The otherwise workaday routine at the venue for filing of certificates of candidacy for the 2022 general elections was rudely interrupted on Oct. 6 when a number of mobile phones suddenly started going off at the same time. It looked like an emergency text alert warning about heavy rainfall or an earthquake, but it wasn’t: It was a political advertisement for one candidate—Ferdinand “Bongbong” Marcos Jr., the son and namesake of the late ousted dictator, who was at the Sofitel in Pasay City to make official his plan to run for president next year.
The alert read: “Buong Buo ang Malasakit sa Bansa. Buong Buhay ang Maialay sa taong bayan. Bagong Bukas na Masagana para sa masa. BaBangon Muli ang Pilipinas. BBM sa bansa, BBM sa taong bayan, BBM sa Masa. BBM Pilipinas!!! #BBM2022.”
Who sent the text message? More disturbingly, why was it in the national emergency alert system? How did people gain access to the system which, by the looks of it, could be hijacked this easily and turned into a platform for campaign propaganda?
The National Disaster Risk Reduction and Management Council (NDRRMC), which sends out emergency text alerts via partnerships with telecommunications companies, denied that it sent out the message: “Our people can be assured that the NDRRMC reserves the use of its warning systems for their mandated purpose only, that is to provide proper and timely warning to our people regarding natural hazards.”
The Marcos camp called the text blast sent in support of Marcos Jr. a “demolition job unleashed by those who obviously want to frustrate his candidacy.”
Maybe it was; there is a ring of logic to the argument that they would not sabotage their candidate’s chances by resorting to such a brazenly illegal, ill-conceived move.
But this is the Philippines where anything is possible, so the disquieting incident calls, at the very least, for a swift and unsparing investigation as the country gears up for a pivotal election that will run on the same information and communication technology (ICT) infrastructure starkly misused by the illegal text blast. Put another way: The integrity of the election is at risk if the government ICT proves to be this porous, unprotected, and vulnerable to access and manipulation by outside forces.
On the same day that the text alerts were sent, the National Telecommunications Commission (NTC) ordered a probe, and the first theory it offered the public was that the text blast may have come from “colorum” portable cell sites. These devices can reportedly send out up to 100,000 text messages an hour within two kilometers; are portable enough to fit inside a car, thus making their location supposedly hard to pinpoint and difficult for law enforcers to confiscate; do not require SIM cards such as those on mobile phones, rendering them virtually untraceable on cellular networks; and can operate across frequencies, including the 4G standard used by modern smartphones and even on the next-generation 5G increasingly being used in city centers.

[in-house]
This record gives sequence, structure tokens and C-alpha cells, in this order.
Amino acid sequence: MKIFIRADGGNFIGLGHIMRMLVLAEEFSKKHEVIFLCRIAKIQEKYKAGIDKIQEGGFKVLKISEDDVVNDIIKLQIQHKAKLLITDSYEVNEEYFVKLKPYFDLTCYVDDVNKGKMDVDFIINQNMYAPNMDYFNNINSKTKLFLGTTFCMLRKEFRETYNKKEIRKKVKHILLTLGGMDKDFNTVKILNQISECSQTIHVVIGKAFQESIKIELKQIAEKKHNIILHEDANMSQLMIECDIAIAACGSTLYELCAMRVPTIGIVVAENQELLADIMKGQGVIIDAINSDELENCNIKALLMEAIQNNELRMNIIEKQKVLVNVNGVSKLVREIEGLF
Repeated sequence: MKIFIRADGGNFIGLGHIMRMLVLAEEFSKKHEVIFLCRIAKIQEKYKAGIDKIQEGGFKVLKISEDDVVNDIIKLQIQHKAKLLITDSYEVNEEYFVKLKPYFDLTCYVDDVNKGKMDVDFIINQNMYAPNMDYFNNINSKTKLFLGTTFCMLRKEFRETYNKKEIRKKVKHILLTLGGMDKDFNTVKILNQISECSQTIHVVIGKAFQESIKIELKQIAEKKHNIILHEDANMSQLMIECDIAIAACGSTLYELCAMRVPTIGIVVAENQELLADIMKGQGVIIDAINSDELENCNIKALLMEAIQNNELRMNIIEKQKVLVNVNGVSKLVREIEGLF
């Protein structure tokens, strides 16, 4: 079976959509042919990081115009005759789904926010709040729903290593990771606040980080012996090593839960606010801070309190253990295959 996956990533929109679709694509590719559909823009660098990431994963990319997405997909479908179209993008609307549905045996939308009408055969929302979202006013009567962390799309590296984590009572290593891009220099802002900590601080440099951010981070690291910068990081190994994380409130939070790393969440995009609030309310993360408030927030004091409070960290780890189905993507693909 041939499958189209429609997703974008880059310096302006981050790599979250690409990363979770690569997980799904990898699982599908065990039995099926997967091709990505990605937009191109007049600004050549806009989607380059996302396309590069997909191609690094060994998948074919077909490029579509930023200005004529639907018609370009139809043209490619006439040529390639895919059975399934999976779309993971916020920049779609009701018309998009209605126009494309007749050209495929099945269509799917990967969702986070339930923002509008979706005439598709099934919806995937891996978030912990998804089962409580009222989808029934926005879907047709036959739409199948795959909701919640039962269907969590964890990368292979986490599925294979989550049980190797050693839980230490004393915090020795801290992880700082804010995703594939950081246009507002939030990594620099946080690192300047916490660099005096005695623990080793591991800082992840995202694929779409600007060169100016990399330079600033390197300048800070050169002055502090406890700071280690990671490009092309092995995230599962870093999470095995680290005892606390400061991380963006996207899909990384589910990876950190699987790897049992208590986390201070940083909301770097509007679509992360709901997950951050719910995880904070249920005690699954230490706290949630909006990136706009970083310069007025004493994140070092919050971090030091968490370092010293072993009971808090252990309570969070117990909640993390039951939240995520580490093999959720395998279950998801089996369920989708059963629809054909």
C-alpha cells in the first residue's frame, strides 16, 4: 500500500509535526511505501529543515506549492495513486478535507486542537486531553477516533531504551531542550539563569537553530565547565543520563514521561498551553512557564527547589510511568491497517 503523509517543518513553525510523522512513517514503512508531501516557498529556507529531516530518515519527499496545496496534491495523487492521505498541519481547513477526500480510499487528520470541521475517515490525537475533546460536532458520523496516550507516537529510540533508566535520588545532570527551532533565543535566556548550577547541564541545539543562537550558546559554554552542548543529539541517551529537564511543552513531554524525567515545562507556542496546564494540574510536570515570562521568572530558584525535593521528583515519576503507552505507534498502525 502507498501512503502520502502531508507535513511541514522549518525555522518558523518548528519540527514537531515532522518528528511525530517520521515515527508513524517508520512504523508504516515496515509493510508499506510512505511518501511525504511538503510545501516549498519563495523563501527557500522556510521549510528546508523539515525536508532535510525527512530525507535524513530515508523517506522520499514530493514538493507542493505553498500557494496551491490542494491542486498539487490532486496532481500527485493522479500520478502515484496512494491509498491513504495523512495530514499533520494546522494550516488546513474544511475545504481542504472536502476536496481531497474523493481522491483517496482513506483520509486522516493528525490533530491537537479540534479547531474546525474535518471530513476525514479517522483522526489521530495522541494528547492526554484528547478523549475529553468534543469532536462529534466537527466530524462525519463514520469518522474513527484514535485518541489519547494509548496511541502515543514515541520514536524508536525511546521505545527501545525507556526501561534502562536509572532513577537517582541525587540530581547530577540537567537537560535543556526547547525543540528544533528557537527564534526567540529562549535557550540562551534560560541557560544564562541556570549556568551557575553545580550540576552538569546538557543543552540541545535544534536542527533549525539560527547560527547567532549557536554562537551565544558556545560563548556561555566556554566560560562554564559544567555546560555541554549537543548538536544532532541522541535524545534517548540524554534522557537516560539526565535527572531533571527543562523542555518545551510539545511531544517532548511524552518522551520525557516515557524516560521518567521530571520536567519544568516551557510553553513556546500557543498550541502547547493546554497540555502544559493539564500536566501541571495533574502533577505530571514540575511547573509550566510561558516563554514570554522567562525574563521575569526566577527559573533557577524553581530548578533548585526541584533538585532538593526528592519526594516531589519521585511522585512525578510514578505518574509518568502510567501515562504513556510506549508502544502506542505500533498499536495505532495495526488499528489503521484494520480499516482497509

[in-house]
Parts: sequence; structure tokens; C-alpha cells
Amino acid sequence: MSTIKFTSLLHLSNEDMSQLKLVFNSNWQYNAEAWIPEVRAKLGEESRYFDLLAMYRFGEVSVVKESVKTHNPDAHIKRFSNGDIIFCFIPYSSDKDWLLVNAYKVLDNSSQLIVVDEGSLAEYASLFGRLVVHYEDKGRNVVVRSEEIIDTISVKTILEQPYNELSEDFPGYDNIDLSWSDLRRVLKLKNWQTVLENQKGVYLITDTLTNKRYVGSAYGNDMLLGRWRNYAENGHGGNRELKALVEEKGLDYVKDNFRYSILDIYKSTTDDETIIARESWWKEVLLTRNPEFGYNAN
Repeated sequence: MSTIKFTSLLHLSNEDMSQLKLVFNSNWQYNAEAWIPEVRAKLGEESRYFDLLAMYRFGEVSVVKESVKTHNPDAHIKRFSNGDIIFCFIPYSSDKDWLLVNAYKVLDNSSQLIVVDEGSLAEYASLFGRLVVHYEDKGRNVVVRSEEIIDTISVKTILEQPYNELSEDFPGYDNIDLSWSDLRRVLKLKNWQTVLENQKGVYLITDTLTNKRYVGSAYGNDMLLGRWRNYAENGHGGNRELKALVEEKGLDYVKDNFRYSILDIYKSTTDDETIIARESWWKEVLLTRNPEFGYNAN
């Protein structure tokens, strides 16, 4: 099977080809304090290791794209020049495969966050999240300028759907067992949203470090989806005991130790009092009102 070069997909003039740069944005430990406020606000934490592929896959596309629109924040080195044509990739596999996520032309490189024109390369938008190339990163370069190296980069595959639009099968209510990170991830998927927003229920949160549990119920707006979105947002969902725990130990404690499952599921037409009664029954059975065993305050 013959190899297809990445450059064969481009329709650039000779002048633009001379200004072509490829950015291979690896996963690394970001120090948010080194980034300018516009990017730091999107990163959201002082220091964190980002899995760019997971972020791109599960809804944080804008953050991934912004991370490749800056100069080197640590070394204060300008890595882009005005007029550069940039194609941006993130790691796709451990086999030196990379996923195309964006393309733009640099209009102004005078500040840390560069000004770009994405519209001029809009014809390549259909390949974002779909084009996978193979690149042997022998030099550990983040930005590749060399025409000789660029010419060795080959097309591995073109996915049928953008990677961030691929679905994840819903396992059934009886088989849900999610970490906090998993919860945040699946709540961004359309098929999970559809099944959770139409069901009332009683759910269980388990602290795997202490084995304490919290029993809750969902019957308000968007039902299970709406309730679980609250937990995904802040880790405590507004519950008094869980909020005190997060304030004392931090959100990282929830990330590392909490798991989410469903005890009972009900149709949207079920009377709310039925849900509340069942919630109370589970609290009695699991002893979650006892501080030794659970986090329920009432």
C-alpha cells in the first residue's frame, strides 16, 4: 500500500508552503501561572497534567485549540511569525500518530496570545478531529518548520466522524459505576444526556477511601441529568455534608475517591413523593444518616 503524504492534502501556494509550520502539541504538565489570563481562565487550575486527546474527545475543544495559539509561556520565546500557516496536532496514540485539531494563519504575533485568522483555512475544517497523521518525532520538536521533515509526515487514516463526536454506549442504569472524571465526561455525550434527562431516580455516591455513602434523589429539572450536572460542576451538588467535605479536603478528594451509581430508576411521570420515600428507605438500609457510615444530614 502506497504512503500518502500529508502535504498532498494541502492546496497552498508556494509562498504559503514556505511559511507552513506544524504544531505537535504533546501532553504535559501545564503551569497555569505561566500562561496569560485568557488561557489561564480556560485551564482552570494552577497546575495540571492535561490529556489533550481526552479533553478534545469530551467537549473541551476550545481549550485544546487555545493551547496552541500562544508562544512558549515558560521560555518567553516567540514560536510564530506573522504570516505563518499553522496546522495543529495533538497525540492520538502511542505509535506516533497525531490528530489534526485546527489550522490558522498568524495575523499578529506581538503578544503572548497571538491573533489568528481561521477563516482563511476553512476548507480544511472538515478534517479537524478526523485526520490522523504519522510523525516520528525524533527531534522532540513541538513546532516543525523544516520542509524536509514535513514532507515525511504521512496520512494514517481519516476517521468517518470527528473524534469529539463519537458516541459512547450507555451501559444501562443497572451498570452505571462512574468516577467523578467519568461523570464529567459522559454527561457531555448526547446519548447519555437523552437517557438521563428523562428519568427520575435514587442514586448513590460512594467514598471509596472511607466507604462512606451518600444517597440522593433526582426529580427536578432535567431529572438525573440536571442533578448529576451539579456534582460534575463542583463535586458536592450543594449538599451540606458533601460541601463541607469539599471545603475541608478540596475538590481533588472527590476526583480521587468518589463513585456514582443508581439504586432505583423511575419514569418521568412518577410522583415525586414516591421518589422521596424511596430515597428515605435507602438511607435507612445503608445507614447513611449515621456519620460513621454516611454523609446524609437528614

Startlingly, they are also widely available, bought and sold on e-commerce platforms such as Lazada and Shopee and also on Facebook, at P200,000 to P3 million each.
The NTC ordered Facebook, Shopee, and Lazada on Oct. 12 to immediately stop selling the text blast machines in their platforms. It said it had not authorized the importation, manufacture, sale, and distribution of these machines, thus their sale violated the radio control law and NTC rules prohibiting the sale of portable cellular site equipment. It also summoned representatives of the three companies to the NTC on Oct. 27 to explain why they should not be “held liable for such violations as well as subject the violative products/equipment to confiscation and forfeiture.”
Quick and firm action in this case is warranted, because the Oct. 6 text blast is a sample of what’s to come—widespread campaign confusion and disinformation—if the practice is left unchecked. The May 2022 elections are projected to see more extensive use of technology given lingering movement restrictions; a number of sellers told this paper that politicians and political groups have indeed been the top buyers of such equipment, apparently counting on massive text blasts to boost their chances in the polls.
The Commission on Elections (Comelec) has reminded candidates and political parties that hijacking the emergency alert system for political propaganda was a “reprehensible tactic” and “unreservedly wrong.”
“Whoever did this has to be held accountable. This is a reprehensible strategy, and it should not be replicated by anyone,” warned Comelec spokesperson James Jimenez. “And I hope that the relevant agencies will move heaven and earth to find out who did this and hold them to account.”
The NTC needs to do just that, and tell the public quickly: Who’s behind the “BBM2022” text blast?
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